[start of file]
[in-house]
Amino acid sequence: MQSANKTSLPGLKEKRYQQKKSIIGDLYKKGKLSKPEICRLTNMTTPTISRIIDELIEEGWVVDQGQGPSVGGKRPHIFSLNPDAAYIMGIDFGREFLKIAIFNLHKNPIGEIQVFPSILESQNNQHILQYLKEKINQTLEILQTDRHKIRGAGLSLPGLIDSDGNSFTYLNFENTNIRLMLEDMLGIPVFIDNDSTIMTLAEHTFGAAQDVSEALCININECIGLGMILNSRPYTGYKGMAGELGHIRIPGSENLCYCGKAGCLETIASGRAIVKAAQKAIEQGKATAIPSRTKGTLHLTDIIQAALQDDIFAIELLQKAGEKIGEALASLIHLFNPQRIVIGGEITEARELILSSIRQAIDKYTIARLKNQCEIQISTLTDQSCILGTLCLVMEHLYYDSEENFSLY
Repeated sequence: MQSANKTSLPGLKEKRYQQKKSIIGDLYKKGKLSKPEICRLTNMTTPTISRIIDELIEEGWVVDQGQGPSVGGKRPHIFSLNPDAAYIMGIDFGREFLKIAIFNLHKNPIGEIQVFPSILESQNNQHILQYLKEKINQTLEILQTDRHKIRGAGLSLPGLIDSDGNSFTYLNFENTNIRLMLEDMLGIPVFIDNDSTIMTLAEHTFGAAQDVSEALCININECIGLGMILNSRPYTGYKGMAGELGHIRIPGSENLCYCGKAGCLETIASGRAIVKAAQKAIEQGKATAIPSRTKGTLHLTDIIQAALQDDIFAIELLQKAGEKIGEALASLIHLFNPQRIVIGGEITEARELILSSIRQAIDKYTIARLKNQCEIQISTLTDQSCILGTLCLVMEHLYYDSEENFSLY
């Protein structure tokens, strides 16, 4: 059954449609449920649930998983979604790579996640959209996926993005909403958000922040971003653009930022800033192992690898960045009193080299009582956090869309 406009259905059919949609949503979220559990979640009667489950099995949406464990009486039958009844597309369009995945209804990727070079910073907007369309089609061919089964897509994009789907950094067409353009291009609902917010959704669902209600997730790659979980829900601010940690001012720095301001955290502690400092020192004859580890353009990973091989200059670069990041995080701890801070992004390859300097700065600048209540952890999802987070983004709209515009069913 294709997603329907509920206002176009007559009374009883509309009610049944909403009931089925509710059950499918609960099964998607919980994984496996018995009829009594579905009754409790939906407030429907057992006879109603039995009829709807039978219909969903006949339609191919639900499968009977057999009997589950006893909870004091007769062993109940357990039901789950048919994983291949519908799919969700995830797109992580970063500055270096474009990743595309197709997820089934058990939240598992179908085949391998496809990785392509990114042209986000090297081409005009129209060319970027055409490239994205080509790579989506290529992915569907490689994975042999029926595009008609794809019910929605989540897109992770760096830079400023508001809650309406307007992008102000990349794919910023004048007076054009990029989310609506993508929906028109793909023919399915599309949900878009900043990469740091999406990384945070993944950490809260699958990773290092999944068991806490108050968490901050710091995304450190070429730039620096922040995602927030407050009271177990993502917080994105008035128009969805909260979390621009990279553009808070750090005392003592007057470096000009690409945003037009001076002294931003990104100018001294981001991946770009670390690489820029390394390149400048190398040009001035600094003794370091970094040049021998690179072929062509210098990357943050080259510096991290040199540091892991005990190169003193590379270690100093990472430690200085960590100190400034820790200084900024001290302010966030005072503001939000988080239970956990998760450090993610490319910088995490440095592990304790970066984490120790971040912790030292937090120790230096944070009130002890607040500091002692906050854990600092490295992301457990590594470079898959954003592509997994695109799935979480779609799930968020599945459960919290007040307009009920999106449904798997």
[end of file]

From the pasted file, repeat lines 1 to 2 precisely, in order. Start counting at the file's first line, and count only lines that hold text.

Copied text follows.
[in-house]
Amino acid sequence: MQSANKTSLPGLKEKRYQQKKSIIGDLYKKGKLSKPEICRLTNMTTPTISRIIDELIEEGWVVDQGQGPSVGGKRPHIFSLNPDAAYIMGIDFGREFLKIAIFNLHKNPIGEIQVFPSILESQNNQHILQYLKEKINQTLEILQTDRHKIRGAGLSLPGLIDSDGNSFTYLNFENTNIRLMLEDMLGIPVFIDNDSTIMTLAEHTFGAAQDVSEALCININECIGLGMILNSRPYTGYKGMAGELGHIRIPGSENLCYCGKAGCLETIASGRAIVKAAQKAIEQGKATAIPSRTKGTLHLTDIIQAALQDDIFAIELLQKAGEKIGEALASLIHLFNPQRIVIGGEITEARELILSSIRQAIDKYTIARLKNQCEIQISTLTDQSCILGTLCLVMEHLYYDSEENFSLY